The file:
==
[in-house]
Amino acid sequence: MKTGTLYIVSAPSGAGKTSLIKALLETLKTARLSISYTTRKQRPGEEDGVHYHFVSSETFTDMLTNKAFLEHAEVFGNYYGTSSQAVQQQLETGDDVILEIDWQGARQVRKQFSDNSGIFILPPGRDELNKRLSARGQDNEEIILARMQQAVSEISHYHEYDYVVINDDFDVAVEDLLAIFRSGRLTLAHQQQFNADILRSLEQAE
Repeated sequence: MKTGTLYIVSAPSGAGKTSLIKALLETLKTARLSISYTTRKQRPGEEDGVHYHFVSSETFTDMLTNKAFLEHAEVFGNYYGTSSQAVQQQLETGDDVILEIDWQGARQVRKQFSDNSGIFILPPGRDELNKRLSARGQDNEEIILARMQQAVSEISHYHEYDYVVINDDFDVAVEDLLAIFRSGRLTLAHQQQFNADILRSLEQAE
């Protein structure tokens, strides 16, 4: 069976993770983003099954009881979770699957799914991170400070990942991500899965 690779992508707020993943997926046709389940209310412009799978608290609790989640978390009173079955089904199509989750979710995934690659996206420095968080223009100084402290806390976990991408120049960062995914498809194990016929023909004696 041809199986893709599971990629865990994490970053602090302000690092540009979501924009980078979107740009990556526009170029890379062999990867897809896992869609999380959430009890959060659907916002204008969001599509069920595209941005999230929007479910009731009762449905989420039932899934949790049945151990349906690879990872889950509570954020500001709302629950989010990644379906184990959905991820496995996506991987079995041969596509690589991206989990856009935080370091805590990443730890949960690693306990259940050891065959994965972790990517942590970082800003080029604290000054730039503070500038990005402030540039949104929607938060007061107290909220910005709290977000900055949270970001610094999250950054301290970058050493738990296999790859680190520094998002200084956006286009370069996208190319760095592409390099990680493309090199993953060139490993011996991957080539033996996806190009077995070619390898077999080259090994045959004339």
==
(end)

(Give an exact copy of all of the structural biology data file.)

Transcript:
[in-house]
Amino acid sequence: MKTGTLYIVSAPSGAGKTSLIKALLETLKTARLSISYTTRKQRPGEEDGVHYHFVSSETFTDMLTNKAFLEHAEVFGNYYGTSSQAVQQQLETGDDVILEIDWQGARQVRKQFSDNSGIFILPPGRDELNKRLSARGQDNEEIILARMQQAVSEISHYHEYDYVVINDDFDVAVEDLLAIFRSGRLTLAHQQQFNADILRSLEQAE
Repeated sequence: MKTGTLYIVSAPSGAGKTSLIKALLETLKTARLSISYTTRKQRPGEEDGVHYHFVSSETFTDMLTNKAFLEHAEVFGNYYGTSSQAVQQQLETGDDVILEIDWQGARQVRKQFSDNSGIFILPPGRDELNKRLSARGQDNEEIILARMQQAVSEISHYHEYDYVVINDDFDVAVEDLLAIFRSGRLTLAHQQQFNADILRSLEQAE
């Protein structure tokens, strides 16, 4: 069976993770983003099954009881979770699957799914991170400070990942991500899965 690779992508707020993943997926046709389940209310412009799978608290609790989640978390009173079955089904199509989750979710995934690659996206420095968080223009100084402290806390976990991408120049960062995914498809194990016929023909004696 041809199986893709599971990629865990994490970053602090302000690092540009979501924009980078979107740009990556526009170029890379062999990867897809896992869609999380959430009890959060659907916002204008969001599509069920595209941005999230929007479910009731009762449905989420039932899934949790049945151990349906690879990872889950509570954020500001709302629950989010990644379906184990959905991820496995996506991987079995041969596509690589991206989990856009935080370091805590990443730890949960690693306990259940050891065959994965972790990517942590970082800003080029604290000054730039503070500038990005402030540039949104929607938060007061107290909220910005709290977000900055949270970001610094999250950054301290970058050493738990296999790859680190520094998002200084956006286009370069996208190319760095592409390099990680493309090199993953060139490993011996991957080539033996996806190009077995070619390898077999080259090994045959004339």